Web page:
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AMD Q3-2005

 

And Why some Analysts May Need to do Their Homework

 

by Josh Walrath

 

 

AMD posted a record revenue for the past quarter, and beat the street by more than a fair margin.  The consensus was that AMD would post $0.08/share earnings on $1.38 billion in sales, but AMD came out with a surprising $0.18/share on $1.52 billion in sales.  This far outstrips last quarter's performance, and is a huge improvement from this time last year.  AMD continues to execute on their server, desktop, and mobile processors and are gaining marketshare in each area.  AMD apparently gave out around $66 million in bonuses this quarter, as compared to the usual $16 to $17 million.  This has some investors and analysts spooked, but I for one believe a company should reward their employees for a job well done.  Working for a stingy or miserly company is not always a good experience, as often a good portion of an employee's time is spent trying to convince the bean counters that new equipment/tools/help is needed.  This takes away from productivity.  Also, working for a company that does not reward achievement is something that often causes a lot of employee turnover.  Rewarding employees with bonuses for a quarter that exceeded anything the street had predicted, and being able to execute on their internal roadmap is something more employers should do.  Of course, we don't know where all the bonuses went to, as it would be unfortunate if the majority of that money went to top level management.  Still, AMD was able to post a $76 million profit this quarter.  Yes, it would have been nice for the street to see earnings in the $125 million range with standard bonuses, but if the company and its employees continue to execute, then perhaps it is money well spent?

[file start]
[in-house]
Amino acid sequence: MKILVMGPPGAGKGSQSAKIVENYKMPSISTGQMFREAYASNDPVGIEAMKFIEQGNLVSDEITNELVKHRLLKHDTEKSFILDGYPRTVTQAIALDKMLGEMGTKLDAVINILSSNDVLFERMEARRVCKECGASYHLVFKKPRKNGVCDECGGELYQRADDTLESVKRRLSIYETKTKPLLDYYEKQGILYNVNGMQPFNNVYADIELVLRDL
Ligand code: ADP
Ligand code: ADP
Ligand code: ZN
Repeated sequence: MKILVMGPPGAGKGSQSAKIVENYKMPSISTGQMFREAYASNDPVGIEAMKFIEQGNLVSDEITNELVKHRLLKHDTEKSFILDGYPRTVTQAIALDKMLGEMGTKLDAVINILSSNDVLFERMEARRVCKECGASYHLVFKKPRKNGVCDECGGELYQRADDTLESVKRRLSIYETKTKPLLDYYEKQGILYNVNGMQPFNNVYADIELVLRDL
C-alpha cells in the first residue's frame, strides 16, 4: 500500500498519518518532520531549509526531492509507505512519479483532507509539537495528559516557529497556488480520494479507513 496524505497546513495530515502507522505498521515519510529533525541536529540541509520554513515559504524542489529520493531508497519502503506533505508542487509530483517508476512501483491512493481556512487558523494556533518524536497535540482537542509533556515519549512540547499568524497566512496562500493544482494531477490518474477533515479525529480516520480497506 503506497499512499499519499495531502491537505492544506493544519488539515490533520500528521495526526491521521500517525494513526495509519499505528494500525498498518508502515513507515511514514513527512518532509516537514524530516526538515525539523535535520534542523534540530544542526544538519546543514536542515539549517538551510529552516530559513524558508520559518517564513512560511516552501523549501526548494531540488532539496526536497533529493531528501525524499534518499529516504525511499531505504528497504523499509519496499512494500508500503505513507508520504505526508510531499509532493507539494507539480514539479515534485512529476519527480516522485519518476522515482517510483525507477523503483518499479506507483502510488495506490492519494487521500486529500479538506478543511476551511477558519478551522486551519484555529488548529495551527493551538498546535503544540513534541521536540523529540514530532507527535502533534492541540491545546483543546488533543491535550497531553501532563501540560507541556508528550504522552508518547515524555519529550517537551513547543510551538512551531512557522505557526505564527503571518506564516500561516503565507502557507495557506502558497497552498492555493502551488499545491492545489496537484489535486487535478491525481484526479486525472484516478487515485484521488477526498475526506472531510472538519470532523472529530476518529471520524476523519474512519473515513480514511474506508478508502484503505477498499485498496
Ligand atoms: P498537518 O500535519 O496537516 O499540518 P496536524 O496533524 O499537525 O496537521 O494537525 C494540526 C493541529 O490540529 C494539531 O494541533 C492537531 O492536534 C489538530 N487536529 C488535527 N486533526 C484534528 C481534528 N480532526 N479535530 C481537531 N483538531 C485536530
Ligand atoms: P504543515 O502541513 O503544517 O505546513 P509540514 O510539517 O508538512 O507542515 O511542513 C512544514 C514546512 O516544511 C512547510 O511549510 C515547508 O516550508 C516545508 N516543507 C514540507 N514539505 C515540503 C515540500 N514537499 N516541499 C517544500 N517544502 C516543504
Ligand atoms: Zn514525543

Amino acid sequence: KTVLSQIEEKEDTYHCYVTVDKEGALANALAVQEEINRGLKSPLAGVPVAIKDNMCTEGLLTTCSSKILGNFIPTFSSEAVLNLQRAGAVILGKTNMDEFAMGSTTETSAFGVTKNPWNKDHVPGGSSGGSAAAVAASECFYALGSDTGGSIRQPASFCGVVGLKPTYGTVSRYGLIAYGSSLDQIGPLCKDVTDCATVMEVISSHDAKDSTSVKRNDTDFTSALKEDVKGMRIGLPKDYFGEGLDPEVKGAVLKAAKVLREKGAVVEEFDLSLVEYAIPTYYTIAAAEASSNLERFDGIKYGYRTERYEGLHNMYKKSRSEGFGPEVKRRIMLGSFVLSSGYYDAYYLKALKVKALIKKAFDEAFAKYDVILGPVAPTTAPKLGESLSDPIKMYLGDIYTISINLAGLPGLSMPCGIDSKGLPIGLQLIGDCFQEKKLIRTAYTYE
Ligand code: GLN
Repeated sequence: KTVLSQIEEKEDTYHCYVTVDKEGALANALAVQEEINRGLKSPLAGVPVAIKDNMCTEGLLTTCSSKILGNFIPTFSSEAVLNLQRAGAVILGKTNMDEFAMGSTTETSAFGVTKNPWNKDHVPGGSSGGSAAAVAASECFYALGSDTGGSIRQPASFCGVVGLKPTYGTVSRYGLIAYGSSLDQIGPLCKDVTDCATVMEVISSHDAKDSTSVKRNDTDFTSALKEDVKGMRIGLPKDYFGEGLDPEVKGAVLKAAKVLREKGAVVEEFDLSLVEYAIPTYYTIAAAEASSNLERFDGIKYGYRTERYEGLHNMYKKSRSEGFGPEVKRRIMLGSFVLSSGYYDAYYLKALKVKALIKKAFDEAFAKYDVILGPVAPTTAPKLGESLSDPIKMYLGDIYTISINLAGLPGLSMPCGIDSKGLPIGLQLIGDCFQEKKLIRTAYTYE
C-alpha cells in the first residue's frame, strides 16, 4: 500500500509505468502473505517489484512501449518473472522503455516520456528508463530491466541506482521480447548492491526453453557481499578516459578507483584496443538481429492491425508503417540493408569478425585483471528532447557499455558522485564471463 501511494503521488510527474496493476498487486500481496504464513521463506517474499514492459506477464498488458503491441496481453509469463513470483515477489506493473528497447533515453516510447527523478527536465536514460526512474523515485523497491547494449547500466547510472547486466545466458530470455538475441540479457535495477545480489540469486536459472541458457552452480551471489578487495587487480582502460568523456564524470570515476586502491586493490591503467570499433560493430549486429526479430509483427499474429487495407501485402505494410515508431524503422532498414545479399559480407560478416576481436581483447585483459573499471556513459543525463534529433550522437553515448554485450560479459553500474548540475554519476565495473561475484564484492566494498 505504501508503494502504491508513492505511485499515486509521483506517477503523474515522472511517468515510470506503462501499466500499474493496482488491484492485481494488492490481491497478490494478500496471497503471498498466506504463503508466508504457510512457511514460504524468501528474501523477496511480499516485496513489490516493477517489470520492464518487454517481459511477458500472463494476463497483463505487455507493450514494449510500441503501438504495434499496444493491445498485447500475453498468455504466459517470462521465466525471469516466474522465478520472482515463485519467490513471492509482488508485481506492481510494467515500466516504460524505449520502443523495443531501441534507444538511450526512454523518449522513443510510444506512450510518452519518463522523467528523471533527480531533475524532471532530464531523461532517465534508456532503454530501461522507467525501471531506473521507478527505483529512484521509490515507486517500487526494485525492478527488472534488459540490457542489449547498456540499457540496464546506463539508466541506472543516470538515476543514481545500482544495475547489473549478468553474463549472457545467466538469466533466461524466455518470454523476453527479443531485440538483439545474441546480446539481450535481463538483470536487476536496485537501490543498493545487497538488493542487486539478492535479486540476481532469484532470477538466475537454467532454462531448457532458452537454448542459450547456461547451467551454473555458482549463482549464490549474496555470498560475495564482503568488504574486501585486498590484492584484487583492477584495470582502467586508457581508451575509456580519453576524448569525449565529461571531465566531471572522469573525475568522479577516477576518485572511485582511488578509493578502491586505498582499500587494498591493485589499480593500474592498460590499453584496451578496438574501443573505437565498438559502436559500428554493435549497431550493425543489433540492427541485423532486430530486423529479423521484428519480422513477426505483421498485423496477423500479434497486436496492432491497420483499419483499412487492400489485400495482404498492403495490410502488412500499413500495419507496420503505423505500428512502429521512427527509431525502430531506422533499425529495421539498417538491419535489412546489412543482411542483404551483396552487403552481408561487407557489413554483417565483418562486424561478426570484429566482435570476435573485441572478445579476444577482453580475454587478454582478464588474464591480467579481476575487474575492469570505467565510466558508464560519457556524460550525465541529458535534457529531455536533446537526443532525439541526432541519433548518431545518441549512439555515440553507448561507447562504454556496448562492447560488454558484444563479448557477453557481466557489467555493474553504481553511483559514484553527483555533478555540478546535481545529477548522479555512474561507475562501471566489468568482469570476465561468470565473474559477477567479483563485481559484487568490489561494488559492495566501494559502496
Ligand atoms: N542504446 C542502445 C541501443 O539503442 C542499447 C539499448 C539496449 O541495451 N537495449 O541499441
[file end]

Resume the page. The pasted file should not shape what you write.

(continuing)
This Friday Fab 36 officially opens its doors and starts fabricating 65 nm parts.  65 nm is a complex process, and it probably takes around 10 to 12 weeks to complete a wafer.  Fab 36 can do around 5000+ wafer starts a week, and it uses 300 mm wafers.  On the current 90 nm process the Athlon 64 512 KB L2 die is about 84 mm square, the 1 MB L2 model is 112.9 mm square, the X2 with 512 KB of L2 is around 156 mm square, and the X2 with 1 MB is around 199 mm square.  Going to 65 nm with few changes to the product should result in die sizes of around 59 mm square, 79 mm square, 109 mm square, and 140 mm square respectively.  On 65 nm the 512 K L2 Athlon 64's will be tiny!  Not only that, but they will most likely be very energy efficient.  Heat production will probably be about the same as the 90 nm version, mainly due to the smaller contact surface such a chip would have with the heat spreader.  We would also expect to see a jump in overall processor speeds once 65 nm really hits its stride.